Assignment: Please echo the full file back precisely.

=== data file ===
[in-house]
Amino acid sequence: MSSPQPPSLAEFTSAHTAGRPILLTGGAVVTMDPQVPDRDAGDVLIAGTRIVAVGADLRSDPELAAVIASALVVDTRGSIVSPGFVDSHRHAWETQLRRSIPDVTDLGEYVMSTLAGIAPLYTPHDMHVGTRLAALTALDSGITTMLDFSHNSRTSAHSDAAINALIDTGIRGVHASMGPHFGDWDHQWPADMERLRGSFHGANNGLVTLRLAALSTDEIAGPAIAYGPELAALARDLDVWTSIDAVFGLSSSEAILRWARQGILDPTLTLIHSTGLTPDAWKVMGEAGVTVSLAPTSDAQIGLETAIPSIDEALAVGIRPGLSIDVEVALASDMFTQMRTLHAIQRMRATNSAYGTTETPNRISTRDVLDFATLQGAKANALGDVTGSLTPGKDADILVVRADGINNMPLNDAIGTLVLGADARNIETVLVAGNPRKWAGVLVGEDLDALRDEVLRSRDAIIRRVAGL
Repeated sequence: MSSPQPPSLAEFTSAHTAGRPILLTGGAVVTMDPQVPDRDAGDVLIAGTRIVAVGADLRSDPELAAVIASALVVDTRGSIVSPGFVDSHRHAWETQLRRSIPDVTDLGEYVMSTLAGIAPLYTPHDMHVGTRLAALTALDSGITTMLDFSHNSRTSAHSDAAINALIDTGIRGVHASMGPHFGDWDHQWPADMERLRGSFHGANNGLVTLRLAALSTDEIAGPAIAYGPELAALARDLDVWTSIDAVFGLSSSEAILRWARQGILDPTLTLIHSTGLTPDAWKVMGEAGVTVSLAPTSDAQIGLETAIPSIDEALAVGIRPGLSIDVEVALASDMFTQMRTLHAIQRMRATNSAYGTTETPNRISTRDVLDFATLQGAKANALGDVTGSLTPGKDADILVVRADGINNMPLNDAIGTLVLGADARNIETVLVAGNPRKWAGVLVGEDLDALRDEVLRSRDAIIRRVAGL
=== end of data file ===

[in-house]
Amino acid sequence: MSSPQPPSLAEFTSAHTAGRPILLTGGAVVTMDPQVPDRDAGDVLIAGTRIVAVGADLRSDPELAAVIASALVVDTRGSIVSPGFVDSHRHAWETQLRRSIPDVTDLGEYVMSTLAGIAPLYTPHDMHVGTRLAALTALDSGITTMLDFSHNSRTSAHSDAAINALIDTGIRGVHASMGPHFGDWDHQWPADMERLRGSFHGANNGLVTLRLAALSTDEIAGPAIAYGPELAALARDLDVWTSIDAVFGLSSSEAILRWARQGILDPTLTLIHSTGLTPDAWKVMGEAGVTVSLAPTSDAQIGLETAIPSIDEALAVGIRPGLSIDVEVALASDMFTQMRTLHAIQRMRATNSAYGTTETPNRISTRDVLDFATLQGAKANALGDVTGSLTPGKDADILVVRADGINNMPLNDAIGTLVLGADARNIETVLVAGNPRKWAGVLVGEDLDALRDEVLRSRDAIIRRVAGL
Repeated sequence: MSSPQPPSLAEFTSAHTAGRPILLTGGAVVTMDPQVPDRDAGDVLIAGTRIVAVGADLRSDPELAAVIASALVVDTRGSIVSPGFVDSHRHAWETQLRRSIPDVTDLGEYVMSTLAGIAPLYTPHDMHVGTRLAALTALDSGITTMLDFSHNSRTSAHSDAAINALIDTGIRGVHASMGPHFGDWDHQWPADMERLRGSFHGANNGLVTLRLAALSTDEIAGPAIAYGPELAALARDLDVWTSIDAVFGLSSSEAILRWARQGILDPTLTLIHSTGLTPDAWKVMGEAGVTVSLAPTSDAQIGLETAIPSIDEALAVGIRPGLSIDVEVALASDMFTQMRTLHAIQRMRATNSAYGTTETPNRISTRDVLDFATLQGAKANALGDVTGSLTPGKDADILVVRADGINNMPLNDAIGTLVLGADARNIETVLVAGNPRKWAGVLVGEDLDALRDEVLRSRDAIIRRVAGL